Here’s How I Plan to Become a Millionaire — Eventually

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It’s not as impossible as it seems.


Key points

  • With regular contributions and the benefit of time, compound interest can turn an initial $50,000 investment into over $1 million in 30 years.
  • Building long-term wealth is more important than becoming a millionaire.

Did you know there are almost 22 million millionaires in the US? With a population of 332 million, that means about 6.6% of Americans are millionaires, according to a Credit Suisse report. If you’re struggling to make ends meet and cover the bills each month, it’s hard to contemplate amassing that level of personal wealth. But it can be done, it just takes time.

Becoming a millionaire

I’m now in my 40s and am very focused on building wealth for my old age. About five years ago, I was dealing with the aftermath of a failed business and contemplating a pretty bleak financial future. Without going into my whole life story, let’s just say I still had some cash, but I also had a lot of ground to make up in terms of savings. I sat down with a compound interest calculator and worked out how much I needed to save each month if I wanted to retire comfortably at 70 (or before).

My strategy to become a millionaire is not revolutionary, it comes down to taking it slowly and letting compound interest work its magic. Let’s look at those two ideas in more detail.

1. Take it slow

There’s no point in being miserable for the next 30 years purely so you can live a comfortable old age. Plus, drastic budgeting is like crash dieting, if you go too lean, it’s almost impossible to keep it going. My approach is to slowly build wealth by consistently investing a portion of my earnings each month.

It helps that I live abroad and have a low cost of living. That means I can comfortably afford to transfer $500 each month to an online stock broker, sometimes more. Since I’m not an expert investor by any means, I mainly use index funds and ETFs. It means I don’t have to pick individual stocks, but can also maintain a diversified portfolio.

I am also extremely lucky that my parents taught me the importance of saving. Even when I had my first job and felt like my paycheck barely covered my living expenses, I still put money aside. Though, in hindsight, I wish I’d have saved more. It’s now five years on from my decision to consciously build wealth and I have $50,000 worth of investments.

2. Use the power of compound interest

While I own a mix of equities, real estate, cash, and crypto, I’ll focus on equities here. All investments carry risks and the stock market can go down as well as up. However, the stock market is a lot less risky than cryptocurrency. I’ll be over the moon if my crypto boat comes in but I’m not relying on it to fund my old age.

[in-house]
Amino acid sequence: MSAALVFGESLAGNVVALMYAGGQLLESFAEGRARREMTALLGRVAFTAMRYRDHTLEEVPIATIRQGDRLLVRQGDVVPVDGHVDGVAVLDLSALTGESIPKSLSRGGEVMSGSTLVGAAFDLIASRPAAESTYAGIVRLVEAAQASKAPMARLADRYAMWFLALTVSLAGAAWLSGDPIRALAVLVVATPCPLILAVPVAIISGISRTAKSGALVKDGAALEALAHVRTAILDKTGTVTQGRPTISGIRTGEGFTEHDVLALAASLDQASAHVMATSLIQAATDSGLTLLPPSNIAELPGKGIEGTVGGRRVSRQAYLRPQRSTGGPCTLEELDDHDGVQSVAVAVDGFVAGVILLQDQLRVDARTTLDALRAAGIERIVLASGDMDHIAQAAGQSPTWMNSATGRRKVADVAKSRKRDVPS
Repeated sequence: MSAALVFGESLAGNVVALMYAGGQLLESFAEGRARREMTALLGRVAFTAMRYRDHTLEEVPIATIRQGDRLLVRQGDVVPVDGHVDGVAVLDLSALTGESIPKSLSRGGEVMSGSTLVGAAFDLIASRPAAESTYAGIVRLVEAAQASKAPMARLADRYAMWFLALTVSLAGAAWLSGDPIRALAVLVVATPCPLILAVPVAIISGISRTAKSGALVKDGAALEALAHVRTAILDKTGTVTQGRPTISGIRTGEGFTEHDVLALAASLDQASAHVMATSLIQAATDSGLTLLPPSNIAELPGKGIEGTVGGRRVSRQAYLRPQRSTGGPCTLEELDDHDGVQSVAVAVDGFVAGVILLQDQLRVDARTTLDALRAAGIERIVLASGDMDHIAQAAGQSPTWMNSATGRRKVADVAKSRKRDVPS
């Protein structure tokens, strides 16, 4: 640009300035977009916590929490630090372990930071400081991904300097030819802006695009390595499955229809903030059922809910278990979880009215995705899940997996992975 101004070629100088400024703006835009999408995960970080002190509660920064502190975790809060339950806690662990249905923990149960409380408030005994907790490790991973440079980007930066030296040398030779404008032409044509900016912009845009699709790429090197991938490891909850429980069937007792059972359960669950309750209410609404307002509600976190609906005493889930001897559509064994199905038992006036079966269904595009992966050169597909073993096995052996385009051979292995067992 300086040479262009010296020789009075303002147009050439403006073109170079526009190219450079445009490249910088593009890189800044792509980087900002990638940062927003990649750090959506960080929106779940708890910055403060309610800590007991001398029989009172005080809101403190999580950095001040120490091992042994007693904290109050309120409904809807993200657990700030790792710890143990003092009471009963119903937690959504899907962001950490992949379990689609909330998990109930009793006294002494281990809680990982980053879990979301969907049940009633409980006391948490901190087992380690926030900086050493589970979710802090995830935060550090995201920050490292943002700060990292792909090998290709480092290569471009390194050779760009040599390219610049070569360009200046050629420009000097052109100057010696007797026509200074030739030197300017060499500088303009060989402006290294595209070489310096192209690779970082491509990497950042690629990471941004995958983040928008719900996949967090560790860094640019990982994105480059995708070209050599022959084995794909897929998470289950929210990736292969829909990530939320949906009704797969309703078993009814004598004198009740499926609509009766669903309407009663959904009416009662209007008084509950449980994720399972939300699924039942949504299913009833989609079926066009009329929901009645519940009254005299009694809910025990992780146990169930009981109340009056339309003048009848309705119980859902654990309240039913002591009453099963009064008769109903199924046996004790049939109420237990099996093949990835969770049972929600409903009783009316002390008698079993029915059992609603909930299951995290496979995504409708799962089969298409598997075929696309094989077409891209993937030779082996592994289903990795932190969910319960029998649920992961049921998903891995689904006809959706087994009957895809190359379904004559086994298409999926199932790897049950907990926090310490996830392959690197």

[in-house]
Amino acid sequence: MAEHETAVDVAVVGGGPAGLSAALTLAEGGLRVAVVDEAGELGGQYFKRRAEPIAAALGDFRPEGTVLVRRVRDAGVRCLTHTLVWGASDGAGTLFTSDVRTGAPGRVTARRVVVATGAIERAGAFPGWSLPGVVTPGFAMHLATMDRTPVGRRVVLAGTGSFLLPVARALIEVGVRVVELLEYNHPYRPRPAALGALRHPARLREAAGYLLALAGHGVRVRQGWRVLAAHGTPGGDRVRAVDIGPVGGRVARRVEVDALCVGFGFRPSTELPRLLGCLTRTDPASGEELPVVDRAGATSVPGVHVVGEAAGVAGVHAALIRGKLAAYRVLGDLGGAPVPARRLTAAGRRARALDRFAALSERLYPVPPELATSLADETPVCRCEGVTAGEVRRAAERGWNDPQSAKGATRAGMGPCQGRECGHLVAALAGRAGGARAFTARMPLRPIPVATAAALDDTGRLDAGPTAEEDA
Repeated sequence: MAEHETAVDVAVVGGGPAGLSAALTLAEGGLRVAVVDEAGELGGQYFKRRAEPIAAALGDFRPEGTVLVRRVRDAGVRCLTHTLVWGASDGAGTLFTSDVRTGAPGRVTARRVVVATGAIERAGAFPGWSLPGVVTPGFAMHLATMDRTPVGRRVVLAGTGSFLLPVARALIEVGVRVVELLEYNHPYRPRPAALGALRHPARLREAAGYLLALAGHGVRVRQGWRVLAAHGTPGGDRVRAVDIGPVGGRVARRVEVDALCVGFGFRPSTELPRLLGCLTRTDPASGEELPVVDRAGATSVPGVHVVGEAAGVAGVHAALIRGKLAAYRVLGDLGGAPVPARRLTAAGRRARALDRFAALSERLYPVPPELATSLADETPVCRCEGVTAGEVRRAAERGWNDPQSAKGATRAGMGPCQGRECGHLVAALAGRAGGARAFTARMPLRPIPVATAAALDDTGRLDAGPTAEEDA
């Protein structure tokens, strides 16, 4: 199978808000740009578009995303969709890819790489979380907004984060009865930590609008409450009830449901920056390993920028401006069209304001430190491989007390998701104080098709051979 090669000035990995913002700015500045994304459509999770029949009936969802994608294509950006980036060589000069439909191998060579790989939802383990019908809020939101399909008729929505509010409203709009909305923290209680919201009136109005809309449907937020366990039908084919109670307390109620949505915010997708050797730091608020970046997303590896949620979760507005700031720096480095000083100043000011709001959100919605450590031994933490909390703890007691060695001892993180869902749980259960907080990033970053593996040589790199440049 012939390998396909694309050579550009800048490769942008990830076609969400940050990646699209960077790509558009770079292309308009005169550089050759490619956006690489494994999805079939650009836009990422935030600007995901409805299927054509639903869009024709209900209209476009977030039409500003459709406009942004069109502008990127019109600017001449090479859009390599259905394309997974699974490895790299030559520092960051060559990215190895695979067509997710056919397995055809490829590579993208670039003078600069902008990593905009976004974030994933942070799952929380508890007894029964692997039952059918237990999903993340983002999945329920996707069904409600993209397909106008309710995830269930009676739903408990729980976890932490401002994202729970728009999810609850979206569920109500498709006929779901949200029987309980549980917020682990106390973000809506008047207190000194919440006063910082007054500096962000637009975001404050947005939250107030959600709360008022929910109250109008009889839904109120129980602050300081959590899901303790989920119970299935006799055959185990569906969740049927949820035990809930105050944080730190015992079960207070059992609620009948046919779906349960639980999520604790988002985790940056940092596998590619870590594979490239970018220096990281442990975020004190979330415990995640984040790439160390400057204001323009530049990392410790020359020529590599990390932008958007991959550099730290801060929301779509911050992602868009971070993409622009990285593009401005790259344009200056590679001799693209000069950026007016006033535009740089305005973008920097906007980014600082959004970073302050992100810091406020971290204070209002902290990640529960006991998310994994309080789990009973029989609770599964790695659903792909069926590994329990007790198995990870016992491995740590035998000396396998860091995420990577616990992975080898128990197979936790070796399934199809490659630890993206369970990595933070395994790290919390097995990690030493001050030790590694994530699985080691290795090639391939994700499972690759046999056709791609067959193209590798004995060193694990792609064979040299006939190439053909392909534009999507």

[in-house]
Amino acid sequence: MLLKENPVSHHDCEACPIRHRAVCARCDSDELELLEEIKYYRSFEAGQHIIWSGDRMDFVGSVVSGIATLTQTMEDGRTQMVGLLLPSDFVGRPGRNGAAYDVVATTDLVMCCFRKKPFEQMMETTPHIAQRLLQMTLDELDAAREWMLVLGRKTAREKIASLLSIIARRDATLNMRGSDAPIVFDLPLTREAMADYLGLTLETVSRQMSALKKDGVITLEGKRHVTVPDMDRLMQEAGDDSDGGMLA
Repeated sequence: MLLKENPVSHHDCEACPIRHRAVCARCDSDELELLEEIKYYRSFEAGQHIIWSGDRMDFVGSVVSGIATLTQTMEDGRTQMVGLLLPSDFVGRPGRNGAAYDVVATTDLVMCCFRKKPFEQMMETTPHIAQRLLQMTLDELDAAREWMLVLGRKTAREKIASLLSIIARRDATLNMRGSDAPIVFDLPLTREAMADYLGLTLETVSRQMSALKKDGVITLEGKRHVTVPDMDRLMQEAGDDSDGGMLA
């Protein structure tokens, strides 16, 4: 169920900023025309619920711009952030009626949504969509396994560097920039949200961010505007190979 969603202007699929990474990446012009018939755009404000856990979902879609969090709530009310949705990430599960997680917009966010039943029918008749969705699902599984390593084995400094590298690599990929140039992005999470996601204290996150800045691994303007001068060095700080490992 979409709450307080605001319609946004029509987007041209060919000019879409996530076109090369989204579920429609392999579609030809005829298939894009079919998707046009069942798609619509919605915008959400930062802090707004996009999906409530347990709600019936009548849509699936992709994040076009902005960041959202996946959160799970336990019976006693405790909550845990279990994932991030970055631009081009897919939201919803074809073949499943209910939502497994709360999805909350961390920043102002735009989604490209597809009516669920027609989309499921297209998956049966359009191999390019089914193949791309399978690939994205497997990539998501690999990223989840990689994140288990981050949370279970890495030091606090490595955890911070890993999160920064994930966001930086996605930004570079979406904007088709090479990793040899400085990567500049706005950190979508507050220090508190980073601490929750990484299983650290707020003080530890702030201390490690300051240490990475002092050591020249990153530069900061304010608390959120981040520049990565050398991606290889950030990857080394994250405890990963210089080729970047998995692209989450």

Historically the S&P 500 has averaged a 10% return. Some years it may be less and other years it may be more, so I’ll be conservative in my calculations and use a rate of 7%. What’s powerful about compound interest is that if you don’t siphon off any gains, each year you’ll be able to earn returns on your earnings as well as your original capital.

Compound interest with no additional investments

Amount

10 Years

20 Years

30 Years

$1,000

$2,000

$4,000

$8,100

$5,000

$10,000

$20,200

$40,600

$10,000

$20,100

$40,400

$81,200

$50,000

$100,500

$202,000

$405,800

Data source: Author calculations (approximate numbers). Based on the assumption that investment compounds at 7% annually.

Compound interest is incredible. Without doing anything else, a $10,000 investment can grow to $80,000 in 30 years. That’s a huge amount of growth, but it isn’t going to make me a millionaire. Here’s how those figures change if we factor in the $500 contribution I mentioned above.

Compound interest with $500 monthly investment

Initial Investment

10 Years

20 Years

30 Years

$5,000

$96,600

$280,700

$650,600

$10,000

$106,600

$300,900

$691,200

$50,000

$187,000

$462,400

$1,015,800

Data source: Author calculations (approximate numbers). Based on the assumption that investment compounds at 7% annually.

Every little bit counts

You don’t have to become a millionaire. In truth, I probably won’t be able to get there — a lot of things could happen in the next 30 years that stop me reaching that pinnacle. It’s one thing doing the calculations on paper, and quite another carrying them out. That’s OK. What’s important is to put some money aside each month, and know that you’re building long-term wealth.

Don’t panic if you can’t save $500 a month or you don’t envisage saving for another 30 years. That’s OK too. Even a tiny investment now or a small monthly contribution can add up over time, especially if you let compound interest do the heavy lifting. It is fun to contemplate being a millionaire. But that monthly payment to my future self is more about peace of mind and well-being than building a great fortune.

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